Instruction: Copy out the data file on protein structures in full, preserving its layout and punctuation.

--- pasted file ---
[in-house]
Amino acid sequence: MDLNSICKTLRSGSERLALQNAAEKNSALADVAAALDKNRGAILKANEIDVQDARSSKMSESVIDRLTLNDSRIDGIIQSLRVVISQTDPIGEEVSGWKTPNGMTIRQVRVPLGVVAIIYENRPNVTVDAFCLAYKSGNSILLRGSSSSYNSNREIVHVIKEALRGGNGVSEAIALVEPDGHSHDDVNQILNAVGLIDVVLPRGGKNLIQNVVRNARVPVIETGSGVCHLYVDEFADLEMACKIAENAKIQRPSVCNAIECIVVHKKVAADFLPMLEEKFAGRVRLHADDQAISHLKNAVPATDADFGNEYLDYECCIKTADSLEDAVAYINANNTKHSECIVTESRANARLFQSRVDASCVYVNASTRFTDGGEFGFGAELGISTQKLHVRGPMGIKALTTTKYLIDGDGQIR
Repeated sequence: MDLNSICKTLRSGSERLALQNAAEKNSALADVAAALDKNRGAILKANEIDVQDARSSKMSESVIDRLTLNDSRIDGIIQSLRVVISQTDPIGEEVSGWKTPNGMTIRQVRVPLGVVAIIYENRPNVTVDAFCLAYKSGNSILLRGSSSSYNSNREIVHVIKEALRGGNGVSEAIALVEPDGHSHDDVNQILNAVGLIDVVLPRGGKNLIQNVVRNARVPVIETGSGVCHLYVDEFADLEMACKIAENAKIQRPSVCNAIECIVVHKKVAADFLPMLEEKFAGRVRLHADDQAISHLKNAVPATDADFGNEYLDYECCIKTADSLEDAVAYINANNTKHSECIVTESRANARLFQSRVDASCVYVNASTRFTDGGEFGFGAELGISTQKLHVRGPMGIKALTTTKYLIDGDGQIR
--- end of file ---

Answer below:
[in-house]
Amino acid sequence: MDLNSICKTLRSGSERLALQNAAEKNSALADVAAALDKNRGAILKANEIDVQDARSSKMSESVIDRLTLNDSRIDGIIQSLRVVISQTDPIGEEVSGWKTPNGMTIRQVRVPLGVVAIIYENRPNVTVDAFCLAYKSGNSILLRGSSSSYNSNREIVHVIKEALRGGNGVSEAIALVEPDGHSHDDVNQILNAVGLIDVVLPRGGKNLIQNVVRNARVPVIETGSGVCHLYVDEFADLEMACKIAENAKIQRPSVCNAIECIVVHKKVAADFLPMLEEKFAGRVRLHADDQAISHLKNAVPATDADFGNEYLDYECCIKTADSLEDAVAYINANNTKHSECIVTESRANARLFQSRVDASCVYVNASTRFTDGGEFGFGAELGISTQKLHVRGPMGIKALTTTKYLIDGDGQIR
Repeated sequence: MDLNSICKTLRSGSERLALQNAAEKNSALADVAAALDKNRGAILKANEIDVQDARSSKMSESVIDRLTLNDSRIDGIIQSLRVVISQTDPIGEEVSGWKTPNGMTIRQVRVPLGVVAIIYENRPNVTVDAFCLAYKSGNSILLRGSSSSYNSNREIVHVIKEALRGGNGVSEAIALVEPDGHSHDDVNQILNAVGLIDVVLPRGGKNLIQNVVRNARVPVIETGSGVCHLYVDEFADLEMACKIAENAKIQRPSVCNAIECIVVHKKVAADFLPMLEEKFAGRVRLHADDQAISHLKNAVPATDADFGNEYLDYECCIKTADSLEDAVAYINANNTKHSECIVTESRANARLFQSRVDASCVYVNASTRFTDGGEFGFGAELGISTQKLHVRGPMGIKALTTTKYLIDGDGQIR